Recounting many special moments he spent with Khushwant Singh and sharing various anecdotes, Arun Shourie expressed unhappiness about the current political scenario.
Chandigarh: “Please open your eyes in time, don’t be silent, speak and see about what is happening to India, devise methods to get facts across, forget about joint programmes, be like Arjun, look at one point and be it any election, a student council or state, focus on the present political situation, which is getting so difficult to deal with,” said veteran journalist and economist Arun Shourie during the opening session of Khushwant Singh Literary Festival (KSLF) on Friday.
On the first day of the festival, the theme of which is 70 — celebrating 70 years of Independence, Shourie remembering his close friend Khushwant Singh at the Kasauli Club.
Recounting many special moments he spent with Khushwant Singh and sharing various anecdotes, Shourie expressed unhappiness about the current political scenario. “I have two regrets — supporting V P Singh and Narendra Modi, and Khushwant Singh’s two regrets would have been supporting the Emergency and Sanjay Gandhi. I am disgusted with the present political situation, where the Parliament is irrelevant and talks of development, employment generation, and progress are just in the air,” he said.
He explained how ego has strength, but narcissism does not, for a narcissist is insecure, one who uses power and position to make use of every situation and occasion. “We need to recognise in our politics a sociopath, who is remorseless, never sorry and like Trump, always feeling that one is a victim, for it allows one to victimize everybody else. These people think that everybody is out to get them, there are many traits one needs to be aware of,” said Shourie.
Historian Vijay Thanka, author Pavan Verma and writer Neelima Dalmia were in conversation as a part of a session titled ‘Khushwant Singh’s Insights for Indians @70.’ The three went down memory lane, talking of Khushwant Singh’s writings, his beliefs in India, investment in people, his intolerance of fundamentalism of any kind, religious rituals.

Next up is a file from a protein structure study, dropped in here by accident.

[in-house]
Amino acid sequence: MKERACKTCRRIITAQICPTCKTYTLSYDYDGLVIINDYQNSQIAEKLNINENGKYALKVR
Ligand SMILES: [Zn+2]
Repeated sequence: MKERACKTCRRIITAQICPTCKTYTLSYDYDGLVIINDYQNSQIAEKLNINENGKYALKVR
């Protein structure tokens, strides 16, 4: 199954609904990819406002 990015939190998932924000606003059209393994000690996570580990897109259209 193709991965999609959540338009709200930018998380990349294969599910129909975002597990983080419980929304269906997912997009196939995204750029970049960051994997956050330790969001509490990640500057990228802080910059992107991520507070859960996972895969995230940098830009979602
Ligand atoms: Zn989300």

Dalmia reflected how Khushwant Singh lived here and now, “so I don’t know how he would have looked at India
at 70”. Pavan Verma said Khushwant Singh had great faith in India, and the core idea of India, dedicating the festival to the Indian soldier, “his work is so relevant today, he believed India will live and grow, of course, the challenges would remain. He questioned consistently, the need of the hour and was a great communicator. I wish people in power could speak like Khushwant Singh. He was light-hearted in spirit, but noticed all momentous matters and was such an intelligent observer,” he said.
Poet and novelist Vikram Seth’s next book, The Suitable Girl, will be released this year, but he did not want to talk about what the book will bring to the readers, except that he has gone ahead in time from where A Suitable Boy ended, as he did not want to stay still in the 1950s, for that is tedious for me.
“I did not write the sequel for I would have been bored. I was not under any pressure, either of an agent or readers. Characters are the bosses, I do not go by commerce. I rarely go to festivals, for I am so absorbed in my writing, and for me the best prize is readers. For me, if a grandmother, mother and a daughter are reading my book, there is no greater fulfillment,” said Seth, adding verse is instinctive, so is challenging, while prose allows one freedom.
Ask him about the categorisation of literature, and Seth says it may be necessary from the academic point of view, “Left, Right, Centre, writers live in isolation, never associated with groups, hardly recognized, or paid attention to. For instance, they don’t know where to put me on the shelf, am I a poet, novelist, biographer, where do I belong. For me, what’s most important is to get inspiration to write,” Seth looks ahead.
“The People Next Door, The Curious History of India’s relations with Pakistan” by TCA Raghavan with K C Singh as the moderator, was a session that focused on Indo-Pak relations. Raghavan talking about his book and the many years he spent in Pakistan as Deputy High Commissioner and later as High Commissioner, reflected on how he wanted to write about people who made policies on India and Pakistan, with a section dedicated to three Muslims, who opposed the two-nation theory and chose to come to India after Partition. As for the absence of Pakistani authors at this year’s festival, Raghavan observed that when bi-lateral relations are not at their best, it can be a dampener for people to people contacts, cultural and literary exchanges. “There is no policy on these matters, these are ups and downs and things keep changing and next year you may have a presence of many at the festival,” said Raghavan.
He said: “Pakistan policy will always surprise you, for your neighbour is going through so much internal turmoil. There is so much public demoralisation there because of terrorist attacks, and that leads to weakening of links. As for improvement in relationship between the two countries, the reluctance of talks is from Pakistan. The Army there has a mind of its own, they are the guardians of the flame and custodians of the land, and so the answer to this is not so simple, for there are so many factors that work against this.”